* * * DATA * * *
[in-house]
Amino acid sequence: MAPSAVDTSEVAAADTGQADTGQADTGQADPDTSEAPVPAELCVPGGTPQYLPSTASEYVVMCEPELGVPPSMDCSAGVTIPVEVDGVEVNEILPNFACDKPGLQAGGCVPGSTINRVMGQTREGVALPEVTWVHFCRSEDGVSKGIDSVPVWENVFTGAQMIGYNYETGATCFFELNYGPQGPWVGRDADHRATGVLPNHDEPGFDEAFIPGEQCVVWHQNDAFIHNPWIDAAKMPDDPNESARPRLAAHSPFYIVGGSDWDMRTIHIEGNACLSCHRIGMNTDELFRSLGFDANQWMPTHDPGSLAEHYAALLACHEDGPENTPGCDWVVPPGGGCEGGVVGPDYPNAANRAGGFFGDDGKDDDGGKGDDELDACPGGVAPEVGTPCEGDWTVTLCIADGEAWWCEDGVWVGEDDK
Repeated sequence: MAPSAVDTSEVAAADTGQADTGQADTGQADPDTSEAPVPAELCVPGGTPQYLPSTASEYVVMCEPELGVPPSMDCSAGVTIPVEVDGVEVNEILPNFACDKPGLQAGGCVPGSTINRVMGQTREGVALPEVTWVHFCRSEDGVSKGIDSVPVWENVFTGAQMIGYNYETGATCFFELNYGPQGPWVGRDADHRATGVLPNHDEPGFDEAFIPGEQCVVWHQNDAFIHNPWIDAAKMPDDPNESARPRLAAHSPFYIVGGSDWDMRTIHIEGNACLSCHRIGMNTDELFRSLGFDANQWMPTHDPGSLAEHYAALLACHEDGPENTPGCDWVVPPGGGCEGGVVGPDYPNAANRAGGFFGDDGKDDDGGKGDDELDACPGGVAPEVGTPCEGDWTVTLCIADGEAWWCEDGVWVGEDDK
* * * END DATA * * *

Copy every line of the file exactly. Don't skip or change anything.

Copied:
[in-house]
Amino acid sequence: MAPSAVDTSEVAAADTGQADTGQADTGQADPDTSEAPVPAELCVPGGTPQYLPSTASEYVVMCEPELGVPPSMDCSAGVTIPVEVDGVEVNEILPNFACDKPGLQAGGCVPGSTINRVMGQTREGVALPEVTWVHFCRSEDGVSKGIDSVPVWENVFTGAQMIGYNYETGATCFFELNYGPQGPWVGRDADHRATGVLPNHDEPGFDEAFIPGEQCVVWHQNDAFIHNPWIDAAKMPDDPNESARPRLAAHSPFYIVGGSDWDMRTIHIEGNACLSCHRIGMNTDELFRSLGFDANQWMPTHDPGSLAEHYAALLACHEDGPENTPGCDWVVPPGGGCEGGVVGPDYPNAANRAGGFFGDDGKDDDGGKGDDELDACPGGVAPEVGTPCEGDWTVTLCIADGEAWWCEDGVWVGEDDK
Repeated sequence: MAPSAVDTSEVAAADTGQADTGQADTGQADPDTSEAPVPAELCVPGGTPQYLPSTASEYVVMCEPELGVPPSMDCSAGVTIPVEVDGVEVNEILPNFACDKPGLQAGGCVPGSTINRVMGQTREGVALPEVTWVHFCRSEDGVSKGIDSVPVWENVFTGAQMIGYNYETGATCFFELNYGPQGPWVGRDADHRATGVLPNHDEPGFDEAFIPGEQCVVWHQNDAFIHNPWIDAAKMPDDPNESARPRLAAHSPFYIVGGSDWDMRTIHIEGNACLSCHRIGMNTDELFRSLGFDANQWMPTHDPGSLAEHYAALLACHEDGPENTPGCDWVVPPGGGCEGGVVGPDYPNAANRAGGFFGDDGKDDDGGKGDDELDACPGGVAPEVGTPCEGDWTVTLCIADGEAWWCEDGVWVGEDDK